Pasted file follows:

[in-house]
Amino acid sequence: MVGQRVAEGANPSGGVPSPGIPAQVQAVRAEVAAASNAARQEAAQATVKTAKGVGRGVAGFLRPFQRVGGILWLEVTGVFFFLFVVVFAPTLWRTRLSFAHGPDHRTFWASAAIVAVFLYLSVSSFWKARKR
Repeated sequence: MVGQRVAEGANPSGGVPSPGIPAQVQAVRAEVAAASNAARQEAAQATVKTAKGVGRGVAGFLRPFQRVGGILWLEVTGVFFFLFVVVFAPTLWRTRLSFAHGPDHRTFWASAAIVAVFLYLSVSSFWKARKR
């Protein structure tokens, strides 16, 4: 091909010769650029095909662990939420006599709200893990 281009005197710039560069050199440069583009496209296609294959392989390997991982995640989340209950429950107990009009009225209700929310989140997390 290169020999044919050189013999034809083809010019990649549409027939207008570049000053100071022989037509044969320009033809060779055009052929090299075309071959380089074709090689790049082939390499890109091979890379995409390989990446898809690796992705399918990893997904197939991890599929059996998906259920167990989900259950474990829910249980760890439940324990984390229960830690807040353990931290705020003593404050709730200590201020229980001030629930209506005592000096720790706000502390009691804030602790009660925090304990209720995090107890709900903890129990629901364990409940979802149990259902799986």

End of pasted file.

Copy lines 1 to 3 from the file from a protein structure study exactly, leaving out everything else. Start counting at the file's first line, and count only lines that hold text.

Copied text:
[in-house]
Amino acid sequence: MVGQRVAEGANPSGGVPSPGIPAQVQAVRAEVAAASNAARQEAAQATVKTAKGVGRGVAGFLRPFQRVGGILWLEVTGVFFFLFVVVFAPTLWRTRLSFAHGPDHRTFWASAAIVAVFLYLSVSSFWKARKR
Repeated sequence: MVGQRVAEGANPSGGVPSPGIPAQVQAVRAEVAAASNAARQEAAQATVKTAKGVGRGVAGFLRPFQRVGGILWLEVTGVFFFLFVVVFAPTLWRTRLSFAHGPDHRTFWASAAIVAVFLYLSVSSFWKARKR